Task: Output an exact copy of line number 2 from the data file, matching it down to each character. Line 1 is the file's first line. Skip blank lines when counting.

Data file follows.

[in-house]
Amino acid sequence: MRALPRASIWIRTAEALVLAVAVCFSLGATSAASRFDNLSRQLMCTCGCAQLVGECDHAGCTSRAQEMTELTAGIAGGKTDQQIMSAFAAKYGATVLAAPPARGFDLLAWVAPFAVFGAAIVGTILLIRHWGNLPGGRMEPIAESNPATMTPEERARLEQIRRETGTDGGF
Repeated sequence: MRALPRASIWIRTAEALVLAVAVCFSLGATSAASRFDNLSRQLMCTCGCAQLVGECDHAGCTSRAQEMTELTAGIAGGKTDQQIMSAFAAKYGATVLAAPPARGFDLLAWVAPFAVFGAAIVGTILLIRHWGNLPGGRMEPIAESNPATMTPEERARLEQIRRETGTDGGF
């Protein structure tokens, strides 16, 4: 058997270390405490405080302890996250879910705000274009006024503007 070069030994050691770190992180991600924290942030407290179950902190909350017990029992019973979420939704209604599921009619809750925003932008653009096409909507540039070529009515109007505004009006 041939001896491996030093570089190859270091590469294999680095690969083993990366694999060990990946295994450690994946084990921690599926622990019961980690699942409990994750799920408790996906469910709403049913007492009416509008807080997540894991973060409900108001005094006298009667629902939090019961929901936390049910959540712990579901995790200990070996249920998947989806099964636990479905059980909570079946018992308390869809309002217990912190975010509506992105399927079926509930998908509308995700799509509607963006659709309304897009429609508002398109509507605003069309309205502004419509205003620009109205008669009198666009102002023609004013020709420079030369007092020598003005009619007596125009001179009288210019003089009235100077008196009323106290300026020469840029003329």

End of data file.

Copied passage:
Amino acid sequence: MRALPRASIWIRTAEALVLAVAVCFSLGATSAASRFDNLSRQLMCTCGCAQLVGECDHAGCTSRAQEMTELTAGIAGGKTDQQIMSAFAAKYGATVLAAPPARGFDLLAWVAPFAVFGAAIVGTILLIRHWGNLPGGRMEPIAESNPATMTPEERARLEQIRRETGTDGGF